Rayonier takes the reins from Pope Resources in Kitsap County

Rayonier’s acquisition of Pope Resources earlier this month marked the end of the latter’s 167-year history in North Kitsap, but officials said in a conference call late last week that despite the merger, there should not be much of a change in day-to-day operations.

The Florida-based timber company officially bought the historic company on May 8 along with all of its timberlands and real estate development ventures in Port Gamble, Kingston, Bainbridge Island and Gig Harbor. Rayonier already owns or leases 2.6 million acres of timberlands across the world, including other places in the Pacific Northwest.

But residents should not expect to see different faces in charge of the privately-owned land. Jon Rose, the President of Olympic Property Group, which was Pope’s real estate arm, said a majority of Pope employees have continued on with the new company; and David L. Nunes, former president and CEO of Pope Resources has held the same role at Rayonier since 2014.

“It’s the beginning of a great story as two companies that share the same culture, same type of people and the integration has gone very, very smoothly,” said Alejandro Barbero, director of strategic planning and communications at Rayonier.

For much of its history, Pope Resources has owned the most land in Kitsap County as well as nearby Jefferson and Mason Counties. Pope Resources’ predecessor, Pope and Talbot, started the Port Gamble Mill in 1853 and it continued on until 1995 when the mill was shut down.

The state of other Port Gamble operations will remain unchanged. For example, the Port Gamble Wedding and Event Center will continue on, owned and operated by Rayonier and the entire staff has remained as well.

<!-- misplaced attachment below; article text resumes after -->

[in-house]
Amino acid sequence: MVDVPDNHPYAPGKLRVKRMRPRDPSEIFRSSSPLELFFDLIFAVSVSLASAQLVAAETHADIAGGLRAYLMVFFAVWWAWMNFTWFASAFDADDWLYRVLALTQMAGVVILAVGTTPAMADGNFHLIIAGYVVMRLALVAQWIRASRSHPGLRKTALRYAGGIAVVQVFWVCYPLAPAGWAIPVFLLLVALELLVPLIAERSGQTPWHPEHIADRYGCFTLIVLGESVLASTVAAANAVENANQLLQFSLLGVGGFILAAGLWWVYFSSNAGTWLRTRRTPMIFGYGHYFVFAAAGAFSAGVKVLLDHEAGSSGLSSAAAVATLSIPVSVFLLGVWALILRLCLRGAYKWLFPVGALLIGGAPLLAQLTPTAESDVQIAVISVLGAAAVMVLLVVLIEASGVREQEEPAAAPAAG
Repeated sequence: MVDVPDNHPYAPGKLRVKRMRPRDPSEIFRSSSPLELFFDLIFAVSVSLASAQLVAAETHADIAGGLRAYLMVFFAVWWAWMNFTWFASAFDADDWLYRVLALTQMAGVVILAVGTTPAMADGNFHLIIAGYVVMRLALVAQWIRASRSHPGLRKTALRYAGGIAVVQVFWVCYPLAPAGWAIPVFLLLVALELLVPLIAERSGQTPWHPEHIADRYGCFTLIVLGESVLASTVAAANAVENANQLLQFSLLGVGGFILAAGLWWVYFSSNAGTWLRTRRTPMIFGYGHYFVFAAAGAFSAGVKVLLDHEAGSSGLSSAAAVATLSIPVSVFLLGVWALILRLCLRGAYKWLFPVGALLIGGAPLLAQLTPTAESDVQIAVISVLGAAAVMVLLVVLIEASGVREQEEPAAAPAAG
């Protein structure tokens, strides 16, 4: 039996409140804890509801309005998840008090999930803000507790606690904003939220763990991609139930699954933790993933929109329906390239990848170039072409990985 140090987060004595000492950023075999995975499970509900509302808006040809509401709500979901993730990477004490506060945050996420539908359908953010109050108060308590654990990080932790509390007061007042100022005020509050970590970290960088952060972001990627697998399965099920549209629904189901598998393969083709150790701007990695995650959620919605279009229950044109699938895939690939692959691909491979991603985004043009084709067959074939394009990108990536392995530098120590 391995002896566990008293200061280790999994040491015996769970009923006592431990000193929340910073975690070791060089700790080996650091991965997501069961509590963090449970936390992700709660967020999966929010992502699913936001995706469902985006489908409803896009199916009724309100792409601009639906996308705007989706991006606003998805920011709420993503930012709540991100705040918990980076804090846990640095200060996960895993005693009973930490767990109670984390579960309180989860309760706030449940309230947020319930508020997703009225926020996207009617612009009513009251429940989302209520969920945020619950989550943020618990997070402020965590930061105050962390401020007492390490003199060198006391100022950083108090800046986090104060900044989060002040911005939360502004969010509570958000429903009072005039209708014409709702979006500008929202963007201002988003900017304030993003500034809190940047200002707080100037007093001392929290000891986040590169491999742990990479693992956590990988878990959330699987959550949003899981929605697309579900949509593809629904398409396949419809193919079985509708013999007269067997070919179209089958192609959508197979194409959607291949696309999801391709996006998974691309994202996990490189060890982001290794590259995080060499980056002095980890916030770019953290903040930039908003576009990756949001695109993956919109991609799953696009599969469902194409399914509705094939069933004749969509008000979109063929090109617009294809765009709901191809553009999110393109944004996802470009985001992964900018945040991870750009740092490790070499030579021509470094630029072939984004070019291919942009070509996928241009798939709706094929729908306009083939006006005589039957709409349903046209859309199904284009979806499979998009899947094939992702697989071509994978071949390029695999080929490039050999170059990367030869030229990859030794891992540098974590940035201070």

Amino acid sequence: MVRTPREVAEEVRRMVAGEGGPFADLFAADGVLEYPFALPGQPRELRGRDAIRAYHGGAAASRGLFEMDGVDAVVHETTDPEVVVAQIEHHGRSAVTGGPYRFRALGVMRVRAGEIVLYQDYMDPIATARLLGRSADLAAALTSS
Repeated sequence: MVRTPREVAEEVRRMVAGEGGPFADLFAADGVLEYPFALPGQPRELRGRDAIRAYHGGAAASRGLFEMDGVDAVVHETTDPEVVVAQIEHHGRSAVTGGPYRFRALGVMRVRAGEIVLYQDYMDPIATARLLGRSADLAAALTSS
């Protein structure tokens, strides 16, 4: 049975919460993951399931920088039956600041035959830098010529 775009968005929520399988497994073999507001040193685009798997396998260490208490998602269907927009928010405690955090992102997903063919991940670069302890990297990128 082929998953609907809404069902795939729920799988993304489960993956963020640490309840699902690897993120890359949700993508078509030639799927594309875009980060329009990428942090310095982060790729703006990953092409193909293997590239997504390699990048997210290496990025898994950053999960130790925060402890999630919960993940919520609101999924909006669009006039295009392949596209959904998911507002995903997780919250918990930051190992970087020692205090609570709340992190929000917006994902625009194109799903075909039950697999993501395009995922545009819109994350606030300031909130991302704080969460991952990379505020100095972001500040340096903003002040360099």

Pope Resources had planned a slow exit from North Kitsap over time as it developed its real estate projects — the big developments in Port Gamble and Kingston (Arborwood), but that plan continues on with Rayonier.

Rose said that after 24 years he would not be interested in “trying to hit the restart button” on a brand new plan if a big developer from, say, Seattle were to express interest in the land.

“It took too long to get here,” Rose said. “We have a really good plan.”

Rayonier also plans to continue work with the residents of North Kitsap regarding the use of herbicides on its property. Pope Resources had backed off using a specific herbicide known as glyphosate on more than 400 acres of the group’s holdings in Hansville after residents formed the Kitsap Environment Coalition.

Pope Resources switched to using manual application of weedkillers rather than spraying aerially.

“There is no one in the industry who is wedded to herbicides because they love them,” Rose said.

Herbicides are used industry-wide, he noted, and are necessary to keep thick Scotch Broom at bay. Spraying is done because otherwise the land will end up with thousands of acres of Scotch Broom, which Rose regarded as irresponsible stewardship of the land.

Barbero said Rayonier has no current plans for herbicide spraying, but is aware of how sensitive the topic is for North Kitsap residents and pledged to communicate appropriately if and when the time comes.

“We make site-specific decisions,” Barbero said. “What works in Oregon may not work in North Kitsap. And what works in North Kitsap may not work in Florida.”

In looking back on the end of Pope Resources’s long run as a landowner in North Kitsap, Rose said he was thankful that the company had granted so much freedom to try new creative ideas in land management, such as the Kitsap Forest and Bay Project, in which Forterra acquired from Pope Resources over 1,500 acres of the Port Gamble Forest to complete a decade-long project that ultimately conserved over 4,000 acres for recreation, restoration, cultural heritage and habitat.

“I’m hoping that people will, first of all, remember them fondly, because I think the company deserves it,” Rose said. “And, number two, I hope people open their minds and give Rayonier the chance to do their own good work and prove themselves as their own good community stewards. I’m very excited about the new company.”

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